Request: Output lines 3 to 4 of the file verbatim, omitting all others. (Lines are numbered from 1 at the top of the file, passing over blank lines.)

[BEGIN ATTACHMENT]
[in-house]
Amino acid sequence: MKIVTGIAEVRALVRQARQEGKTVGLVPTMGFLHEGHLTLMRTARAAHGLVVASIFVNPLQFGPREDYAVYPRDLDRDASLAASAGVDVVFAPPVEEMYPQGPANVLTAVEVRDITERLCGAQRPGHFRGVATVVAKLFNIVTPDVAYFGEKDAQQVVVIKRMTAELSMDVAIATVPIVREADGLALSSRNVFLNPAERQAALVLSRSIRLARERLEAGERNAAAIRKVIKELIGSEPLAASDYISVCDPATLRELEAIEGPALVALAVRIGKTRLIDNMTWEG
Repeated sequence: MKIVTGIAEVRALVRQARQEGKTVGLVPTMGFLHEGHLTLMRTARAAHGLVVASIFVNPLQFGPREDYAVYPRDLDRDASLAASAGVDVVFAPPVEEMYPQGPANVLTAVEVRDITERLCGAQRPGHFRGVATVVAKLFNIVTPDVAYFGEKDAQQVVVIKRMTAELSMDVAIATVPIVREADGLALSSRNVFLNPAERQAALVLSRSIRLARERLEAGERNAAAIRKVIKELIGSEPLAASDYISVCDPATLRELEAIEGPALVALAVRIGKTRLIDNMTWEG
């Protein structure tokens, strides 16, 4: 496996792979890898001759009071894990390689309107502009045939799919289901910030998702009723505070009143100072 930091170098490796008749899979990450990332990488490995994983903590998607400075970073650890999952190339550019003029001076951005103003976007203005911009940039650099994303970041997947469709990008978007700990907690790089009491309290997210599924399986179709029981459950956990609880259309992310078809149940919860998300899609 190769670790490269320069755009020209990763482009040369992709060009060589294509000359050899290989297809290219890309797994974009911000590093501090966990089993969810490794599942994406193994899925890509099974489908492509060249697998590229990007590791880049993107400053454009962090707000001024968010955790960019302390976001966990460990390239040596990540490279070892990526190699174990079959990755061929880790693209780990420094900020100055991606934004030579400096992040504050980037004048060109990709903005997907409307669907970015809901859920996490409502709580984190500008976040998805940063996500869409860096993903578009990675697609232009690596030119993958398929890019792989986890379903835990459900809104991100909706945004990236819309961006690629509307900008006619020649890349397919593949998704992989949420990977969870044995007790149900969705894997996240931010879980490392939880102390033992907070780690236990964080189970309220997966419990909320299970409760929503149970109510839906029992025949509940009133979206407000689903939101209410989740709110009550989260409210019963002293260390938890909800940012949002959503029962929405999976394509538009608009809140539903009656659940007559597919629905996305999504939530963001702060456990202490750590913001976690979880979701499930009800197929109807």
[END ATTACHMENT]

Repeated sequence: MKIVTGIAEVRALVRQARQEGKTVGLVPTMGFLHEGHLTLMRTARAAHGLVVASIFVNPLQFGPREDYAVYPRDLDRDASLAASAGVDVVFAPPVEEMYPQGPANVLTAVEVRDITERLCGAQRPGHFRGVATVVAKLFNIVTPDVAYFGEKDAQQVVVIKRMTAELSMDVAIATVPIVREADGLALSSRNVFLNPAERQAALVLSRSIRLARERLEAGERNAAAIRKVIKELIGSEPLAASDYISVCDPATLRELEAIEGPALVALAVRIGKTRLIDNMTWEG
């Protein structure tokens, strides 16, 4: 496996792979890898001759009071894990390689309107502009045939799919289901910030998702009723505070009143100072 930091170098490796008749899979990450990332990488490995994983903590998607400075970073650890999952190339550019003029001076951005103003976007203005911009940039650099994303970041997947469709990008978007700990907690790089009491309290997210599924399986179709029981459950956990609880259309992310078809149940919860998300899609 190769670790490269320069755009020209990763482009040369992709060009060589294509000359050899290989297809290219890309797994974009911000590093501090966990089993969810490794599942994406193994899925890509099974489908492509060249697998590229990007590791880049993107400053454009962090707000001024968010955790960019302390976001966990460990390239040596990540490279070892990526190699174990079959990755061929880790693209780990420094900020100055991606934004030579400096992040504050980037004048060109990709903005997907409307669907970015809901859920996490409502709580984190500008976040998805940063996500869409860096993903578009990675697609232009690596030119993958398929890019792989986890379903835990459900809104991100909706945004990236819309961006690629509307900008006619020649890349397919593949998704992989949420990977969870044995007790149900969705894997996240931010879980490392939880102390033992907070780690236990964080189970309220997966419990909320299970409760929503149970109510839906029992025949509940009133979206407000689903939101209410989740709110009550989260409210019963002293260390938890909800940012949002959503029962929405999976394509538009608009809140539903009656659940007559597919629905996305999504939530963001702060456990202490750590913001976690979880979701499930009800197929109807």